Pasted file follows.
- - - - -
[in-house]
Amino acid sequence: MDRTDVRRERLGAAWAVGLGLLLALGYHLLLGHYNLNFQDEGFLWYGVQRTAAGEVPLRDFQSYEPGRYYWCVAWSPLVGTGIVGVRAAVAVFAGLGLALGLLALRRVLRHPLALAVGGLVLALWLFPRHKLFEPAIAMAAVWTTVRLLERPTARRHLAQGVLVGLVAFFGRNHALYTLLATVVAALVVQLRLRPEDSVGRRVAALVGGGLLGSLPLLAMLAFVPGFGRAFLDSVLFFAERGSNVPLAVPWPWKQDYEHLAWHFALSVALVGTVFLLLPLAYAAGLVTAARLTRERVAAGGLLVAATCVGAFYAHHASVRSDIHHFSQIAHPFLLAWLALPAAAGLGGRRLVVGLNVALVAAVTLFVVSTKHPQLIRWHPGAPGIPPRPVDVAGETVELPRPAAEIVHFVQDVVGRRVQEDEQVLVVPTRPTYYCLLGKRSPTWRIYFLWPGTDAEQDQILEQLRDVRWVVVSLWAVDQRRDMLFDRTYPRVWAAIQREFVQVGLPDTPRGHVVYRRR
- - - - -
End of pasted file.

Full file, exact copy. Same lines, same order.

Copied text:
[in-house]
Amino acid sequence: MDRTDVRRERLGAAWAVGLGLLLALGYHLLLGHYNLNFQDEGFLWYGVQRTAAGEVPLRDFQSYEPGRYYWCVAWSPLVGTGIVGVRAAVAVFAGLGLALGLLALRRVLRHPLALAVGGLVLALWLFPRHKLFEPAIAMAAVWTTVRLLERPTARRHLAQGVLVGLVAFFGRNHALYTLLATVVAALVVQLRLRPEDSVGRRVAALVGGGLLGSLPLLAMLAFVPGFGRAFLDSVLFFAERGSNVPLAVPWPWKQDYEHLAWHFALSVALVGTVFLLLPLAYAAGLVTAARLTRERVAAGGLLVAATCVGAFYAHHASVRSDIHHFSQIAHPFLLAWLALPAAAGLGGRRLVVGLNVALVAAVTLFVVSTKHPQLIRWHPGAPGIPPRPVDVAGETVELPRPAAEIVHFVQDVVGRRVQEDEQVLVVPTRPTYYCLLGKRSPTWRIYFLWPGTDAEQDQILEQLRDVRWVVVSLWAVDQRRDMLFDRTYPRVWAAIQREFVQVGLPDTPRGHVVYRRR